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“Building up” the atoms in the periodic table

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“Building up” the atoms in the periodic table - PowerPoint PPT Presentation


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0. 1. 2. l. 3. Energy. 2. 1. n. “Building up” the atoms in the periodic table . The Aufbau (“building up”) principle: lowest energy orbitals are filled first – 1s, then 2s, then 2p, then 3s, then 3p, etc. Remember the Pauli exclusion principle. Hund’s rule of maximum multiplicity.

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Presentation Transcript
slide1

0

1

2

l

3

Energy

2

1

n

“Building up” the atoms in the periodic table

  • The Aufbau (“building up”) principle: lowest energy orbitals are filled first – 1s, then 2s, then 2p, then 3s, then 3p, etc.
  • Remember the Pauli exclusion principle.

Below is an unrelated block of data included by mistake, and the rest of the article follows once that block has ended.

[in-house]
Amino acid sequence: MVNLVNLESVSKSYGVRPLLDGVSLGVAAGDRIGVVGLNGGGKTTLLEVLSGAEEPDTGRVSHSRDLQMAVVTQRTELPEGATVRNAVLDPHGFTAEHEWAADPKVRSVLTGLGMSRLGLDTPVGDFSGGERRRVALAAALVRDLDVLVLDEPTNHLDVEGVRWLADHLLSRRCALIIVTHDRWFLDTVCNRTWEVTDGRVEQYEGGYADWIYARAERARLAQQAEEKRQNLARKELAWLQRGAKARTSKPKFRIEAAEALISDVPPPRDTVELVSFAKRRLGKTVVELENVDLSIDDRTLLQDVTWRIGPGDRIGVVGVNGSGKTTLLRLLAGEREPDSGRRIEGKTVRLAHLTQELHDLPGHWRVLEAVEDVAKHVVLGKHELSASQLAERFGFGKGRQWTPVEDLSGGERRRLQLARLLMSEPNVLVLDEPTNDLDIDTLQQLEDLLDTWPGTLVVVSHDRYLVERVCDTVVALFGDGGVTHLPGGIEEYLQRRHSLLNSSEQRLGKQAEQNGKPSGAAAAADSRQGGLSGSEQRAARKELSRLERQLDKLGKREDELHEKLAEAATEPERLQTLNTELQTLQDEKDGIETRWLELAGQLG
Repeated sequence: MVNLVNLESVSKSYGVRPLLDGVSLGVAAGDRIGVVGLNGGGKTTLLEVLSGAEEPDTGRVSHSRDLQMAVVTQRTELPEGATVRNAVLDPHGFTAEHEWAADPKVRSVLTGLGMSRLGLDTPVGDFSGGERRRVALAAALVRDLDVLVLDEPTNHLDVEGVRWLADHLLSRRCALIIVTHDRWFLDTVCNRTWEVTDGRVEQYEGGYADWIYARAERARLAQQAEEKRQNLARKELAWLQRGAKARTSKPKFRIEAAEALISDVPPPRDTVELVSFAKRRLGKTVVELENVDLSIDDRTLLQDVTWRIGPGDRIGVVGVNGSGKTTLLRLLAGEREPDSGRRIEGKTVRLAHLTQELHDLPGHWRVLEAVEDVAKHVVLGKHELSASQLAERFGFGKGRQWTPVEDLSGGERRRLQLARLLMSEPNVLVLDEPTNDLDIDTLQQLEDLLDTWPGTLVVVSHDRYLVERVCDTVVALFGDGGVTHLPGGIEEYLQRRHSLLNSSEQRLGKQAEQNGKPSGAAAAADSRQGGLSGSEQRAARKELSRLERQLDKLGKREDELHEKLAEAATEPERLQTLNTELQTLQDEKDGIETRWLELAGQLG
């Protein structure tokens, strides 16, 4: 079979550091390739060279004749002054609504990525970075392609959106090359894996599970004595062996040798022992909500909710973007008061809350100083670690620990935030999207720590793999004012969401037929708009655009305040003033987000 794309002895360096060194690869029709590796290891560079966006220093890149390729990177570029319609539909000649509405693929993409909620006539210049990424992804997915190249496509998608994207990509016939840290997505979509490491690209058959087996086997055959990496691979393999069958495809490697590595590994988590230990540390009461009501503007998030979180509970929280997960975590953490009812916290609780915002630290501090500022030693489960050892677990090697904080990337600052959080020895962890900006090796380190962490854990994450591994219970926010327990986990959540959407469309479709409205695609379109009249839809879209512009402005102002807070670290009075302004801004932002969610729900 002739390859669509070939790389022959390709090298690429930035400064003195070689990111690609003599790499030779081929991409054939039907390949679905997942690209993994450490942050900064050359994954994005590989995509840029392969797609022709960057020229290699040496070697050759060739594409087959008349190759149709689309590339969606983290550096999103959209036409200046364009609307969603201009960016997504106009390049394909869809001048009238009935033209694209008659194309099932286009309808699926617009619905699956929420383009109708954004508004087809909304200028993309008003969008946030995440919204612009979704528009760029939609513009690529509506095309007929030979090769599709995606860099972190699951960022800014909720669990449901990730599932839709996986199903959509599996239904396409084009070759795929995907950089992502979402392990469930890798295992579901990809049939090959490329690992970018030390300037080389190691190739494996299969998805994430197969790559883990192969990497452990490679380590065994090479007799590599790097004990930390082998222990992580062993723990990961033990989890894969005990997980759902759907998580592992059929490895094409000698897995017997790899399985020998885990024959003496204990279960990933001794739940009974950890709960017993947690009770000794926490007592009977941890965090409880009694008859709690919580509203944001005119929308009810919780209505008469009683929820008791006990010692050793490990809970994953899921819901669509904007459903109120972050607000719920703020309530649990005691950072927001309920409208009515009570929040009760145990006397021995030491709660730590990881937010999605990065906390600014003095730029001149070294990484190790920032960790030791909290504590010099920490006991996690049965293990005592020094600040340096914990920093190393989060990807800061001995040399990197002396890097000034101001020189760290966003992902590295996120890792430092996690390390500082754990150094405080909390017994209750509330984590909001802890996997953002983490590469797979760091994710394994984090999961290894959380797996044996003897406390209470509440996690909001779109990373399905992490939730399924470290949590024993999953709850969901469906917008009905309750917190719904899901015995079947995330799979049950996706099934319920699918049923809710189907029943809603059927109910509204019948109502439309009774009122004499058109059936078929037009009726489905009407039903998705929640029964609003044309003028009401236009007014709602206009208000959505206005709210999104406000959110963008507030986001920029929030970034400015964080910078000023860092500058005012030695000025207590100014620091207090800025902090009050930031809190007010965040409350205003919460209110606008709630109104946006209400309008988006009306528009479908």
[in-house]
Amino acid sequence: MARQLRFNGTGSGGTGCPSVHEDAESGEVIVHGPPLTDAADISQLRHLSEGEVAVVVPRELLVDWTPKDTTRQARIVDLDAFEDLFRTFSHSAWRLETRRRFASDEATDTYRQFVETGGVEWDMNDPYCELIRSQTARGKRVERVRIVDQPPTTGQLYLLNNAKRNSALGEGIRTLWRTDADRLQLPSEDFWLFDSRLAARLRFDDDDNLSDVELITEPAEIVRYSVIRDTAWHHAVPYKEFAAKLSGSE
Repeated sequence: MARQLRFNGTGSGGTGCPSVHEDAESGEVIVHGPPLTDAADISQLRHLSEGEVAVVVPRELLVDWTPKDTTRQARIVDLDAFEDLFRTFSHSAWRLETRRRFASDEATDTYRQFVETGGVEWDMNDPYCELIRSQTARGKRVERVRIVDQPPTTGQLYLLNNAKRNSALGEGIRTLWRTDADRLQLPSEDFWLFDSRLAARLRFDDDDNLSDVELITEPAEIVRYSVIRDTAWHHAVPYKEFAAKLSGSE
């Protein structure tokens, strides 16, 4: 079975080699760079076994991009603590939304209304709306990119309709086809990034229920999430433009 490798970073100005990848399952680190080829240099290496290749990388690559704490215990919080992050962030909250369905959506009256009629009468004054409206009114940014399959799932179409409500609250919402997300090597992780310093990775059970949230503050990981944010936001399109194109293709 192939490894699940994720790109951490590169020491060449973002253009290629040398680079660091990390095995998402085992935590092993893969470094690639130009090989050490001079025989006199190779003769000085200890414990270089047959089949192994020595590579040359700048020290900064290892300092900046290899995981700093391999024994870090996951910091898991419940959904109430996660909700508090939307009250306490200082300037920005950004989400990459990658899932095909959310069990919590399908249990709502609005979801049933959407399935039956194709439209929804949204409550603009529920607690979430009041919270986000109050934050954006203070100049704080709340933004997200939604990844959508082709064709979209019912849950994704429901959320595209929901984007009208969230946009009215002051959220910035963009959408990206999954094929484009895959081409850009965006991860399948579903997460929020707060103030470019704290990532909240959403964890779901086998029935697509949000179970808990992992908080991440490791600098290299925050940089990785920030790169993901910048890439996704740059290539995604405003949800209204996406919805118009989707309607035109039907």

• Hund’s rule of maximum multiplicity.
slide2

Hund’s rule of maximum multiplicity

“Multiplicity” is a measure of the number of unpaired electrons.

Multiplicity = number of unpaired electrons + 1

Hund’s rule: Electrons must be placed in the orbitals of a subshell so as to give the maximum total spin.

i.e. put as many unpaired electrons as possible in a subshell to get the most stable arrangement.

slide3

The theory underlying Hund’s rule of maximum multiplicity

  • Minimization of electron-electron repulsion
    • - There is less repulsion between electrons in different orbitals (different regions in space)

Electrons in different orbitals feel a greater Z*, thus they are more stable

slide4

The theory underlying Hund’s rule of maximum multiplicity

2. Maximization of exchange energy stabilization

- This is a quantum mechanical effect that causes systems with electrons of the same energy and spin to be more stable.

- The more exchanges possible, the more stable the electron configuration of the subshell

For an s-orbital (subshell), the spins must be different, so no exchanges are possible

slide5

For a p subshell, there are different orbitals of the same energy and exchanges are possible.